Personally I’m not entirely convinced by, nor completely opposed to the Stadia. I’ve not seen enough to suggest this is as my statutory gaming console and that it will bury the next generation of consoles into deep, bottomless hole. I see this more as an accessory to a more prominent gaming console. More details are required before I’d even consider purchasing yet. It certainly has my curiosity though, if not my attention.
What do you think of the Stadia? Let me know in the comments below. Cheers.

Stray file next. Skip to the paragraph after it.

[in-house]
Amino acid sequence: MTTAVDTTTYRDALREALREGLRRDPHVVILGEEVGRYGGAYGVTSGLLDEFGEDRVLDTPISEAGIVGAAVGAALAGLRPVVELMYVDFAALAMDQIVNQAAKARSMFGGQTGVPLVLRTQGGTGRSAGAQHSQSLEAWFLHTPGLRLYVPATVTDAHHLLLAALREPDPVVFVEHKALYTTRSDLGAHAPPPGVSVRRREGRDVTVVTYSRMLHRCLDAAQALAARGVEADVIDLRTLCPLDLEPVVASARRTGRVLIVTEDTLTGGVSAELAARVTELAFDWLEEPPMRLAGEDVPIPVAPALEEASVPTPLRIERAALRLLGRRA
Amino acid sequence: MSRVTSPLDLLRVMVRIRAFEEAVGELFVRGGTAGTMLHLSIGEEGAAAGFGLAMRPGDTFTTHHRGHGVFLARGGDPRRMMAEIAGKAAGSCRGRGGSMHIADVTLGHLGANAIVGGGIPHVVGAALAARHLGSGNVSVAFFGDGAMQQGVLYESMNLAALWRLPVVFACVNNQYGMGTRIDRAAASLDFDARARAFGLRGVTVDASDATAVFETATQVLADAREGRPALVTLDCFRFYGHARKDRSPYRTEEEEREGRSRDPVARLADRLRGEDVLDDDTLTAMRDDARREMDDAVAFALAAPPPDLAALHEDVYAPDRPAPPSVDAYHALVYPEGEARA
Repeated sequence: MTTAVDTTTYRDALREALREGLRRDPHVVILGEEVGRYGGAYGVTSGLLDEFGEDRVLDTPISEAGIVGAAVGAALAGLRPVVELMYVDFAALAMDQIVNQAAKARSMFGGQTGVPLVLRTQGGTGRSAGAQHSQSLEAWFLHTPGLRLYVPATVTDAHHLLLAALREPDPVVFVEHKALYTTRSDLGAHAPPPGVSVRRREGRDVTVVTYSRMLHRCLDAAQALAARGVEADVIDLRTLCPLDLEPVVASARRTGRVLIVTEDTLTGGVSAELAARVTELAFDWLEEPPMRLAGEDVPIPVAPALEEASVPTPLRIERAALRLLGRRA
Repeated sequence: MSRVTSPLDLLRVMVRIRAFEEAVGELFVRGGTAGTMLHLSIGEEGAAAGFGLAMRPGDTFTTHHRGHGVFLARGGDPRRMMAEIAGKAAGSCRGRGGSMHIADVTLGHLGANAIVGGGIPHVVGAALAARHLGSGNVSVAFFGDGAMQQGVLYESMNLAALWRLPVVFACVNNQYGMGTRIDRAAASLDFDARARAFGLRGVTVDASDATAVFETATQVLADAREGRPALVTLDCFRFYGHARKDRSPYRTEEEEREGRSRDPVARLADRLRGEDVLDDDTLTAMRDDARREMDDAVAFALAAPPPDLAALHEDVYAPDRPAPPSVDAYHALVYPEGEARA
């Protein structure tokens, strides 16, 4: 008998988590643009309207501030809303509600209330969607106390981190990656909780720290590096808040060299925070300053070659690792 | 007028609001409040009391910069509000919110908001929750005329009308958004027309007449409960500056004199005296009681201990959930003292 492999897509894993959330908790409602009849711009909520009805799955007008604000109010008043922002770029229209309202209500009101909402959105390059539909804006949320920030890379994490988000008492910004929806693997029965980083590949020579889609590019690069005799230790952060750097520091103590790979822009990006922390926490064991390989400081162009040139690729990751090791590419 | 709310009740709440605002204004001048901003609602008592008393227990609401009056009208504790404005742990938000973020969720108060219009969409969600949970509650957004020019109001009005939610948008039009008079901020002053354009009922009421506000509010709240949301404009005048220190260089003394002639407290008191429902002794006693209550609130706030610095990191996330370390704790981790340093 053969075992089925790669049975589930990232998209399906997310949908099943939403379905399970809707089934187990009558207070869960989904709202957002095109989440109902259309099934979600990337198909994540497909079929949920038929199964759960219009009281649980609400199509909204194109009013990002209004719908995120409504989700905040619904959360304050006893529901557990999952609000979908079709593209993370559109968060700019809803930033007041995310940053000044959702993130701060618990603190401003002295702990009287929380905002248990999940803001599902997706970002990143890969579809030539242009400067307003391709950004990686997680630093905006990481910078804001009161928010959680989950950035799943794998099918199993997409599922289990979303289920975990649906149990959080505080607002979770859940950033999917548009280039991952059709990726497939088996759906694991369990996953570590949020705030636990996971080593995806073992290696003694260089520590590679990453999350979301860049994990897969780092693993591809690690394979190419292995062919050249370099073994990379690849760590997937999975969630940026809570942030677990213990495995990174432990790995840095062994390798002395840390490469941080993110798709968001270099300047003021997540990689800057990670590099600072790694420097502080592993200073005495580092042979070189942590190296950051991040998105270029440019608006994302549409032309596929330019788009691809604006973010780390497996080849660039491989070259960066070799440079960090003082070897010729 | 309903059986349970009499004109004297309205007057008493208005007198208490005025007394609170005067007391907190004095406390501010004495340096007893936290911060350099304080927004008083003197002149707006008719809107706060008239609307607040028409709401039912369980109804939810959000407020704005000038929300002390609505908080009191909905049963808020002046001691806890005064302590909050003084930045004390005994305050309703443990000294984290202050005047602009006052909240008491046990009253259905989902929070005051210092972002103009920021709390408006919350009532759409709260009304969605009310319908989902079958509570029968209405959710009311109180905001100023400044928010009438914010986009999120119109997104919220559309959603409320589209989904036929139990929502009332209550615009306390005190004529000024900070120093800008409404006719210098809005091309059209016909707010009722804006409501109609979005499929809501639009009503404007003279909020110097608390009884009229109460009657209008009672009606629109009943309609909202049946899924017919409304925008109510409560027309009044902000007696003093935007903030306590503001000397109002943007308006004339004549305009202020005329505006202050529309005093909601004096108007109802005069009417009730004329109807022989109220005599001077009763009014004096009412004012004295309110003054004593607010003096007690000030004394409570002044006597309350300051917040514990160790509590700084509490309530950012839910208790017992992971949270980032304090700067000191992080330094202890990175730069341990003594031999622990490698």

Roughly 3 months ago I received notification detailing an update to a steam title called “Kitty Powers Matchmaker”. Now because I’m trying to write new, original content (because I’m pompous) that is formally derived from my own intimate experiences, many requests such as these are often dismissed or forgotten entirely. This isn’t because I consider such presumptuous inquiries detestable, I actually consider such invitations rather flattering, complimenting my more auteuristic musings with concise data. I just find my time should be utilised in a less commercialised way. My inbox is usually endowed with a clustered abundance of notifications concerning any number of mobile or independent console games, with the particulars of the messages ordinarily containing prompted overtures devoid of impartial transparency. Featuring stuff like “From the prestigious studio developer of such critically acclaimed masterpieces like “Pirate Gem 5” and “Moderately Irritated Birds” comes the most generic, no one gives a poop about game, based on another game, but is completely separate and ironically original…..etc. You get the idea and I understand that it’s all for promotional purposes and are trying to sell a product. But in this instance I liked to have a varied depiction of the games industry, especially those with a distinct premise that Kitty Powers Matchmaker presented. I was intrigued by the design so I decided to publish the details with minimal effort on my part. All the relevant information pertaining to game were contained within the email, as well as a hue of images that I felt were particularly compliant to the themes and ideas the developers were attempting convey. And considering that at that time I wasn’t blessed with a considerable amount of freedom, as well as social constraints that didn’t permit a protracted articles concerning arbitrary deterrent in a game or a dream I had about being attacked by giant crabs, this appeared to be a congenial collaboration generated through reliant necessity from both parties, utilising each others functions for mutually beneficial purposes.